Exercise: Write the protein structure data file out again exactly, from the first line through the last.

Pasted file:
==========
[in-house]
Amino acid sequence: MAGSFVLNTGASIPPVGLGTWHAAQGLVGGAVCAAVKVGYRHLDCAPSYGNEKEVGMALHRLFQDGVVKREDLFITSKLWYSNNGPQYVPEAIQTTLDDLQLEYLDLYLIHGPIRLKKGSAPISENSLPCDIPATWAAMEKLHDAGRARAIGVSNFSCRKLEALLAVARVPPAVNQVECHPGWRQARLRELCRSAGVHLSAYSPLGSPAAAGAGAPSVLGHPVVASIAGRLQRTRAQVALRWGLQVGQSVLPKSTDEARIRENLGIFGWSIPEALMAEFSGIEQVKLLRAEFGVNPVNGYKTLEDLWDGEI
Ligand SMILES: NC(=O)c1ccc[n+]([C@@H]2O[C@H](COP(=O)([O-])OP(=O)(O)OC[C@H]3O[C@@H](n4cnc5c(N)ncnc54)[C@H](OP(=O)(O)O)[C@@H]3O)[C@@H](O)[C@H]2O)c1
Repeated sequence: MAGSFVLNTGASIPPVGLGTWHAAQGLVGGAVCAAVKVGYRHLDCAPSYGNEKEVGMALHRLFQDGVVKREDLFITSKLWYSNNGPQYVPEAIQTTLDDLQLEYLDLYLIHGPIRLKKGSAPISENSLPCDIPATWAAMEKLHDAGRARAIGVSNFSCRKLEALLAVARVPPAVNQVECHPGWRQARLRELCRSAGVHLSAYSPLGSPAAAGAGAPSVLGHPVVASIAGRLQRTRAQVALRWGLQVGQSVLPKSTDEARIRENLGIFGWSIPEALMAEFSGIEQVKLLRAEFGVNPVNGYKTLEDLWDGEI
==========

[in-house]
Amino acid sequence: MAGSFVLNTGASIPPVGLGTWHAAQGLVGGAVCAAVKVGYRHLDCAPSYGNEKEVGMALHRLFQDGVVKREDLFITSKLWYSNNGPQYVPEAIQTTLDDLQLEYLDLYLIHGPIRLKKGSAPISENSLPCDIPATWAAMEKLHDAGRARAIGVSNFSCRKLEALLAVARVPPAVNQVECHPGWRQARLRELCRSAGVHLSAYSPLGSPAAAGAGAPSVLGHPVVASIAGRLQRTRAQVALRWGLQVGQSVLPKSTDEARIRENLGIFGWSIPEALMAEFSGIEQVKLLRAEFGVNPVNGYKTLEDLWDGEI
Ligand SMILES: NC(=O)c1ccc[n+]([C@@H]2O[C@H](COP(=O)([O-])OP(=O)(O)OC[C@H]3O[C@@H](n4cnc5c(N)ncnc54)[C@H](OP(=O)(O)O)[C@@H]3O)[C@@H](O)[C@H]2O)c1
Repeated sequence: MAGSFVLNTGASIPPVGLGTWHAAQGLVGGAVCAAVKVGYRHLDCAPSYGNEKEVGMALHRLFQDGVVKREDLFITSKLWYSNNGPQYVPEAIQTTLDDLQLEYLDLYLIHGPIRLKKGSAPISENSLPCDIPATWAAMEKLHDAGRARAIGVSNFSCRKLEALLAVARVPPAVNQVECHPGWRQARLRELCRSAGVHLSAYSPLGSPAAAGAGAPSVLGHPVVASIAGRLQRTRAQVALRWGLQVGQSVLPKSTDEARIRENLGIFGWSIPEALMAEFSGIEQVKLLRAEFGVNPVNGYKTLEDLWDGEI